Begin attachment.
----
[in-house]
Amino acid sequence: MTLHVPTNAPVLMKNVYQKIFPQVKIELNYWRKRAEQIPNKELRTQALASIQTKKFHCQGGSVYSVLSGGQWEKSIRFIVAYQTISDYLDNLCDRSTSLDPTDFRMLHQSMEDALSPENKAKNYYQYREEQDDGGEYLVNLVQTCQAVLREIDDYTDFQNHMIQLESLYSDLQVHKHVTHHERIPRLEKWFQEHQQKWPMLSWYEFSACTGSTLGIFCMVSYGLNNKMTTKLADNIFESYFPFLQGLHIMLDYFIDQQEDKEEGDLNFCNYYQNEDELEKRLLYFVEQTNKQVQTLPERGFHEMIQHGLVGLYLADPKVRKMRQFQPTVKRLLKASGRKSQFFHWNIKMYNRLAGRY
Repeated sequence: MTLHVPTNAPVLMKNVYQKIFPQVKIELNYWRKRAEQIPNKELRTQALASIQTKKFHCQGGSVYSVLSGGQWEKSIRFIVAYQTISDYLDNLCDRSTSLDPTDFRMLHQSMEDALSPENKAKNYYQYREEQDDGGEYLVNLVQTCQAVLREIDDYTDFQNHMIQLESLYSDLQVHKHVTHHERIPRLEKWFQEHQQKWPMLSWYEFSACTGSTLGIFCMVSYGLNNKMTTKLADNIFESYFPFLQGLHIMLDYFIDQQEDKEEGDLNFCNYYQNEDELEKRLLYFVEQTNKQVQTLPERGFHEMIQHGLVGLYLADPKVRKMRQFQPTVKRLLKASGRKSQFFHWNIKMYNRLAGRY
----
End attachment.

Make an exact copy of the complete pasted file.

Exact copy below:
[in-house]
Amino acid sequence: MTLHVPTNAPVLMKNVYQKIFPQVKIELNYWRKRAEQIPNKELRTQALASIQTKKFHCQGGSVYSVLSGGQWEKSIRFIVAYQTISDYLDNLCDRSTSLDPTDFRMLHQSMEDALSPENKAKNYYQYREEQDDGGEYLVNLVQTCQAVLREIDDYTDFQNHMIQLESLYSDLQVHKHVTHHERIPRLEKWFQEHQQKWPMLSWYEFSACTGSTLGIFCMVSYGLNNKMTTKLADNIFESYFPFLQGLHIMLDYFIDQQEDKEEGDLNFCNYYQNEDELEKRLLYFVEQTNKQVQTLPERGFHEMIQHGLVGLYLADPKVRKMRQFQPTVKRLLKASGRKSQFFHWNIKMYNRLAGRY
Repeated sequence: MTLHVPTNAPVLMKNVYQKIFPQVKIELNYWRKRAEQIPNKELRTQALASIQTKKFHCQGGSVYSVLSGGQWEKSIRFIVAYQTISDYLDNLCDRSTSLDPTDFRMLHQSMEDALSPENKAKNYYQYREEQDDGGEYLVNLVQTCQAVLREIDDYTDFQNHMIQLESLYSDLQVHKHVTHHERIPRLEKWFQEHQQKWPMLSWYEFSACTGSTLGIFCMVSYGLNNKMTTKLADNIFESYFPFLQGLHIMLDYFIDQQEDKEEGDLNFCNYYQNEDELEKRLLYFVEQTNKQVQTLPERGFHEMIQHGLVGLYLADPKVRKMRQFQPTVKRLLKASGRKSQFFHWNIKMYNRLAGRY